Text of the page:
The Mediterranean coast between Nizza (Nice) and La Spezia, the ‘Riviera’, was the birthplace of modern tourism in the early 1800s. The beauty of the landscape, the unspoilt and colourful old towns by the sea, the mild climate and the abundant subtropical vegetation attracted the upper classes who could afford the luxury of a leisurely stay in the warmth of the south. These wealthy people spent their days gambling in the casinos; hiking along stony mule trails or swimming in salt water was definitely not what a break in the Med was all about!
But over the last 30 years the eastern part of the area, the Riviera di Levante between Genoa and La Spezia, has become a much-loved hiking: the colourful houses of the five villages, nestled against steep terraced slopes above the blue sea and still connected by old cobbled mule trails, take the visitor back to the days when the Italian coast was still unspoilt by modern civilisation. That’s why this small area has been designated as an Italian national park and a UNESCO world heritage site.
Further inland, the sparsely inhabited Apennines, which cross the whole Italian Peninsula from Liguria to Calabria, offer up a totally different landscape — a remote area of high pastures, mixed forests and barren ridges. This area has plenty of hiking trails, but it does not satisfy the expectations of visitors seeking the charm of the Mediterranean. That’s why foreign visitors tend to ignore this hinterland — and why nearly all the walks in this book keep to the coast.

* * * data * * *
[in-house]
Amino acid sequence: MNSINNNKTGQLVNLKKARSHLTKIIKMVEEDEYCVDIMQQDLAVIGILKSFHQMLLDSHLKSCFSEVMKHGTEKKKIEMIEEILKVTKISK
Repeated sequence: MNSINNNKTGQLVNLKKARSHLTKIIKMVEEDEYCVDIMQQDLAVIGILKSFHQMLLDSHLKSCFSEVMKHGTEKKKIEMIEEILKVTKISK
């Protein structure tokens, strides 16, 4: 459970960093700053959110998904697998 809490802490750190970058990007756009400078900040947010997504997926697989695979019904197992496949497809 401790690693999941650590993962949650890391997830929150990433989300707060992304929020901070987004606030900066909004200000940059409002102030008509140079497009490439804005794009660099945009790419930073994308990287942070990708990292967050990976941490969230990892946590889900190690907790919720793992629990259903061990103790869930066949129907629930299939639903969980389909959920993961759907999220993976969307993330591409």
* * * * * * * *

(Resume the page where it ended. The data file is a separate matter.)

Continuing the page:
This is a walking guide: while ‘Landscapes’ guides normally feature car touring and picnicking sections, the Riviera di Levante does not lend itself to touring by car. The towns and villages are so tightly packed that parking is a major problem — especially in the Cinque Terre. And since most of the trails are linear, the walks require access by public transport in any case. Visitors out for a stroll can use Sunflower’s detailed maps to find the best spots for picnicking in a gorgeous setting.
Area covered: The book covers the whole Riviera di Levante, from the Magra River and La Spezia in the south, via the Cinque Terre and Portofino Peninsula, to Genoa in the north. Most of the walks are by the coast, since that’s where almost all visitors want to holiday, but there are a few hikes in the isolated interior.
The best months for walking in this part of Italy are April to mid-June and mid-September to the end of October, but because of the mild climate, hiking can be pleasant all year round, especially if one sticks close the the coast in winter.
Free GPS tracks are now downloadable for all the walks.
About the series
Pocket-sized full-colour guides focusing on long and short walks, these books also describe all the best car tours and picnic spots in the holiday area. The text is complemented by detailed large-scale walking maps (at least 1:50,000), fold-out touring maps, public transport timetables and language hints.
|Pages||136 pages, full colour throughout|
|Dimensions||103 x 210 x 9 mm|
|Item weight||0.2 Kg|
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